A Twitter war that began in late May escalated over the first weekend of this month between radio host Dave Ramsey and fee-only financial advisers who criticized the author of financial advice books for telling Americans to expect a 12% return on investments and for promoting commission-based brokers.
Adviser Carl Richards said that Mr. Ramsey's advice is “dangerous” and “crap” in one exchange, while planner Carolyn McClanahan said in a May 30 tweet: “I despise his investment advice.”
Mr. Ramsey responded to their comments, and others, with this: “I help more people in 10 min. than all of you combined in your ENTIRE lives #stophating.”
That response really got the Twitter feed buzzing, and other fee-only advisers jumped in to defend their colleagues.
Adviser David Grant tweeted that Mr. Ramsey had been a role model of his until he “lashed out” at Ms. McClanahan.
“Guess you have to have to change your hero at some point,” Mr. Grant wrote.
Mr. Ramsey, who now has taken down certain exchanges from his Twitter feed, told Mr. Grant that Ms. McClanahan had “attacked me continually” and that he was just responding.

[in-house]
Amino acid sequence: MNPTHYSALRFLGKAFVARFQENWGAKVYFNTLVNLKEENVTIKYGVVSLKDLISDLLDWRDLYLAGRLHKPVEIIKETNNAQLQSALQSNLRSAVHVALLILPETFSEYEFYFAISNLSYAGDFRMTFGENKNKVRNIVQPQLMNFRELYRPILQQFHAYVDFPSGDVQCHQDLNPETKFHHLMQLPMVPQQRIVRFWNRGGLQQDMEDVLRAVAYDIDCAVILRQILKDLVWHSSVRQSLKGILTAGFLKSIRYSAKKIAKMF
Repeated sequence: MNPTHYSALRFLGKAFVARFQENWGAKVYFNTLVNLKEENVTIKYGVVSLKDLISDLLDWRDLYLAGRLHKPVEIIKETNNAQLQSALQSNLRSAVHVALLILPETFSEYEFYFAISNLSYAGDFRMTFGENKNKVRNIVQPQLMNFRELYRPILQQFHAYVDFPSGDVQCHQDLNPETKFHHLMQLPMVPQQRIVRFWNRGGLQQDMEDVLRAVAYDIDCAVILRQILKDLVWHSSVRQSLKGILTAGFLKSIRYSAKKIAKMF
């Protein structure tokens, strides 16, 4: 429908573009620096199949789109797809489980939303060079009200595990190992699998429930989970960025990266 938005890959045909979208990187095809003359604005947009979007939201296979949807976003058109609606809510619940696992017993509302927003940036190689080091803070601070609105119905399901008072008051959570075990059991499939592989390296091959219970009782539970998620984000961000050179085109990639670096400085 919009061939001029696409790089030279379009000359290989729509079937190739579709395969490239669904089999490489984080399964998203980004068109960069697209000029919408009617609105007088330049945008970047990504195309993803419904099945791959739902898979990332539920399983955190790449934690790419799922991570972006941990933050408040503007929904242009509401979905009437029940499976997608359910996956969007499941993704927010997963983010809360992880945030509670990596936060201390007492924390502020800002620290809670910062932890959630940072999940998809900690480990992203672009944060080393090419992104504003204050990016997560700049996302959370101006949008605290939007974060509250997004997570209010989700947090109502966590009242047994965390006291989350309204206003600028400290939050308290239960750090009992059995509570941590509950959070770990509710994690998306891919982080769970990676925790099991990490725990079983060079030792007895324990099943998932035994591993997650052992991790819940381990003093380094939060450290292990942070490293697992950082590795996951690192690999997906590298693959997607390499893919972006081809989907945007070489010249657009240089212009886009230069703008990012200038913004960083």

“Don't want to get bit by the big dog, stay off the porch,” Mr. Ramsey tweeted.
But Ms. McClanahan said that June 1 was the first time she had ever mentioned Mr. Ramsey in a tweet.
Mr. Grant also asked whether the investment professionals that Mr. Ramsey recommends on his websites pay for that endorsement, but Mr. Ramsey didn't respond.
The host of the self-syndicated “The Dave Ramsey Show” radio program didn't respond to a request for comment about the Twitter exchange and his adviser recommendation program.
But the website FAQ section does say that endorsed local providers pay a fee to be included in the program, calling it a “form of local advertising.”
In addition to paying a fee, the professionals must be registered with the Financial Industry Regulatory Authority Inc., the brokerage industry self-regulator.
“Every adviser's main problem with Ramsey is him telling people they can expect 12% returns on investments. That is unconscionable,” Ms. McClanahan said in an interview.
“If someone is near retirement and they are 100% in stocks so they can reach for that 12%, that's scary,” she said.
One supporter of Mr. Ramsey, Brandon Montes, tweeted June 2 that the 12% isn't Mr. Ramsey's core message.
Trying to live debt-free and living on less than earnings are the central messages of his program, he wrote.
“The Dave Ramsey Show” is a popular three-hour radio program about life and money. He has more than 385,000 followers on Twitter.